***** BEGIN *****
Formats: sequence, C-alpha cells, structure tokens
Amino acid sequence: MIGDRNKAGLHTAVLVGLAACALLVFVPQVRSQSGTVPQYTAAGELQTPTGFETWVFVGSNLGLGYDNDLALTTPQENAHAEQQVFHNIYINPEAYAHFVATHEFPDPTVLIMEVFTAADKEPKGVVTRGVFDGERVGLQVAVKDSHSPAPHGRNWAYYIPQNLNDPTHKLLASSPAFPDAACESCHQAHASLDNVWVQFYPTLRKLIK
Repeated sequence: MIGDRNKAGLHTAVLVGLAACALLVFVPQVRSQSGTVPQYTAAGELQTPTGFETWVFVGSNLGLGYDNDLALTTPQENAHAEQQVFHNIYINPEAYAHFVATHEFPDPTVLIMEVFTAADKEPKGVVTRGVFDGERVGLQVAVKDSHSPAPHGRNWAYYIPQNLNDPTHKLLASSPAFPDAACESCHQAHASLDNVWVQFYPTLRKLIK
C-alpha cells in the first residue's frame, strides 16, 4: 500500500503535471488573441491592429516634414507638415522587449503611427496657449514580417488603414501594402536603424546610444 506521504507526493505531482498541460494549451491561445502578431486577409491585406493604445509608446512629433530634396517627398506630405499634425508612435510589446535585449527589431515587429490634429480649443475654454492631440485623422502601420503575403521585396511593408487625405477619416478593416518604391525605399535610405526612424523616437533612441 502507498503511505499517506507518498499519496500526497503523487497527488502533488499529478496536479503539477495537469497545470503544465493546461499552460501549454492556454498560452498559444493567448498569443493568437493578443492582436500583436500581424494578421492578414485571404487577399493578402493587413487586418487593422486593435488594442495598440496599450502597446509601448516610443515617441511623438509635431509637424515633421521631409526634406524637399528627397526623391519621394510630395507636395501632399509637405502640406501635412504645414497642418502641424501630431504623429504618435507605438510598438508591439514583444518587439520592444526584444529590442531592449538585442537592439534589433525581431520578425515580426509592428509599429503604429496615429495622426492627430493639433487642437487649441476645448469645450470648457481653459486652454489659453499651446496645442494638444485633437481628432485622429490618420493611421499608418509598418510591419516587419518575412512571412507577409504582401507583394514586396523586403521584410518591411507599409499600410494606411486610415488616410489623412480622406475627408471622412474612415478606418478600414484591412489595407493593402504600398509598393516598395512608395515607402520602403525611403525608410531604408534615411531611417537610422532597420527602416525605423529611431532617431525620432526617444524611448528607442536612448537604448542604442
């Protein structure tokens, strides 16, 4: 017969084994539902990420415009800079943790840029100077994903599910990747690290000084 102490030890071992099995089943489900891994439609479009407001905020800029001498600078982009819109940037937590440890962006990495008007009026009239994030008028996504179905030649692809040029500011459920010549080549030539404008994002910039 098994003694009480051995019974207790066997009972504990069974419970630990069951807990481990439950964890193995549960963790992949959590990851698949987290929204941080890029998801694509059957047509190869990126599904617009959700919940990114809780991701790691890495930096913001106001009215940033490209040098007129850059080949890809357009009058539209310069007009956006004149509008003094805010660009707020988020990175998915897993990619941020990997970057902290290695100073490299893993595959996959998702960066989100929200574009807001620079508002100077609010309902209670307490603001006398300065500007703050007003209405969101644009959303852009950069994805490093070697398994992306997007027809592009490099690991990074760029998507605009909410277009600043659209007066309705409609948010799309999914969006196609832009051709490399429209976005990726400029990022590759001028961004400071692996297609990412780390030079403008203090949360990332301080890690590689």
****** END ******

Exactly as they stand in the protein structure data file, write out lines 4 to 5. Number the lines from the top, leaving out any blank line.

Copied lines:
C-alpha cells in the first residue's frame, strides 16, 4: 500500500503535471488573441491592429516634414507638415522587449503611427496657449514580417488603414501594402536603424546610444 506521504507526493505531482498541460494549451491561445502578431486577409491585406493604445509608446512629433530634396517627398506630405499634425508612435510589446535585449527589431515587429490634429480649443475654454492631440485623422502601420503575403521585396511593408487625405477619416478593416518604391525605399535610405526612424523616437533612441 502507498503511505499517506507518498499519496500526497503523487497527488502533488499529478496536479503539477495537469497545470503544465493546461499552460501549454492556454498560452498559444493567448498569443493568437493578443492582436500583436500581424494578421492578414485571404487577399493578402493587413487586418487593422486593435488594442495598440496599450502597446509601448516610443515617441511623438509635431509637424515633421521631409526634406524637399528627397526623391519621394510630395507636395501632399509637405502640406501635412504645414497642418502641424501630431504623429504618435507605438510598438508591439514583444518587439520592444526584444529590442531592449538585442537592439534589433525581431520578425515580426509592428509599429503604429496615429495622426492627430493639433487642437487649441476645448469645450470648457481653459486652454489659453499651446496645442494638444485633437481628432485622429490618420493611421499608418509598418510591419516587419518575412512571412507577409504582401507583394514586396523586403521584410518591411507599409499600410494606411486610415488616410489623412480622406475627408471622412474612415478606418478600414484591412489595407493593402504600398509598393516598395512608395515607402520602403525611403525608410531604408534615411531611417537610422532597420527602416525605423529611431532617431525620432526617444524611448528607442536612448537604448542604442
């Protein structure tokens, strides 16, 4: 017969084994539902990420415009800079943790840029100077994903599910990747690290000084 102490030890071992099995089943489900891994439609479009407001905020800029001498600078982009819109940037937590440890962006990495008007009026009239994030008028996504179905030649692809040029500011459920010549080549030539404008994002910039 098994003694009480051995019974207790066997009972504990069974419970630990069951807990481990439950964890193995549960963790992949959590990851698949987290929204941080890029998801694509059957047509190869990126599904617009959700919940990114809780991701790691890495930096913001106001009215940033490209040098007129850059080949890809357009009058539209310069007009956006004149509008003094805010660009707020988020990175998915897993990619941020990997970057902290290695100073490299893993595959996959998702960066989100929200574009807001620079508002100077609010309902209670307490603001006398300065500007703050007003209405969101644009959303852009950069994805490093070697398994992306997007027809592009490099690991990074760029998507605009909410277009600043659209007066309705409609948010799309999914969006196609832009051709490399429209976005990726400029990022590759001028961004400071692996297609990412780390030079403008203090949360990332301080890690590689």